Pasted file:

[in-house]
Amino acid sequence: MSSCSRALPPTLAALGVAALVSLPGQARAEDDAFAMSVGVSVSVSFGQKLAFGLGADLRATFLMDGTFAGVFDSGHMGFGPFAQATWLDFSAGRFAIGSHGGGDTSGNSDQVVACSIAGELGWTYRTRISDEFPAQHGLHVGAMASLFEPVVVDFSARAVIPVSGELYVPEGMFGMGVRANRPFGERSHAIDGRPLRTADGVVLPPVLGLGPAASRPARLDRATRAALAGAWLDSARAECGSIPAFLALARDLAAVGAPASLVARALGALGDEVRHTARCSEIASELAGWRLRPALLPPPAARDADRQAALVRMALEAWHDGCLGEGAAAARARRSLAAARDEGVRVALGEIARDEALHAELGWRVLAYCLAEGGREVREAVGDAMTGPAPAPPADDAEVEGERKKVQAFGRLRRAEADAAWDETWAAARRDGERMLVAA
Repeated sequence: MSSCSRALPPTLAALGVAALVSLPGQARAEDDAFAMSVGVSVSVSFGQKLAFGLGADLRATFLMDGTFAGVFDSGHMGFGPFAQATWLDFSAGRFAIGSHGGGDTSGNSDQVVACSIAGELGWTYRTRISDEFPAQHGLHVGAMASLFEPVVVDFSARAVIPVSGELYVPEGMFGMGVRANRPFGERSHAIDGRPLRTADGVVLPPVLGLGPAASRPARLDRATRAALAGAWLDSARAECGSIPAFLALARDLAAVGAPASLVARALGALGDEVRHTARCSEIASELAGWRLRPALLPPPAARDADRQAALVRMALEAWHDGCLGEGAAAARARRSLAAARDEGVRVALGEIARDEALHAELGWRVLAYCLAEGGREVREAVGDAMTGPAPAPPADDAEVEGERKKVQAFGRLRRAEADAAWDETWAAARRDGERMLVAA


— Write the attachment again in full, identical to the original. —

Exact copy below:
[in-house]
Amino acid sequence: MSSCSRALPPTLAALGVAALVSLPGQARAEDDAFAMSVGVSVSVSFGQKLAFGLGADLRATFLMDGTFAGVFDSGHMGFGPFAQATWLDFSAGRFAIGSHGGGDTSGNSDQVVACSIAGELGWTYRTRISDEFPAQHGLHVGAMASLFEPVVVDFSARAVIPVSGELYVPEGMFGMGVRANRPFGERSHAIDGRPLRTADGVVLPPVLGLGPAASRPARLDRATRAALAGAWLDSARAECGSIPAFLALARDLAAVGAPASLVARALGALGDEVRHTARCSEIASELAGWRLRPALLPPPAARDADRQAALVRMALEAWHDGCLGEGAAAARARRSLAAARDEGVRVALGEIARDEALHAELGWRVLAYCLAEGGREVREAVGDAMTGPAPAPPADDAEVEGERKKVQAFGRLRRAEADAAWDETWAAARRDGERMLVAA
Repeated sequence: MSSCSRALPPTLAALGVAALVSLPGQARAEDDAFAMSVGVSVSVSFGQKLAFGLGADLRATFLMDGTFAGVFDSGHMGFGPFAQATWLDFSAGRFAIGSHGGGDTSGNSDQVVACSIAGELGWTYRTRISDEFPAQHGLHVGAMASLFEPVVVDFSARAVIPVSGELYVPEGMFGMGVRANRPFGERSHAIDGRPLRTADGVVLPPVLGLGPAASRPARLDRATRAALAGAWLDSARAECGSIPAFLALARDLAAVGAPASLVARALGALGDEVRHTARCSEIASELAGWRLRPALLPPPAARDADRQAALVRMALEAWHDGCLGEGAAAARARRSLAAARDEGVRVALGEIARDEALHAELGWRVLAYCLAEGGREVREAVGDAMTGPAPAPPADDAEVEGERKKVQAFGRLRRAEADAAWDETWAAARRDGERMLVAA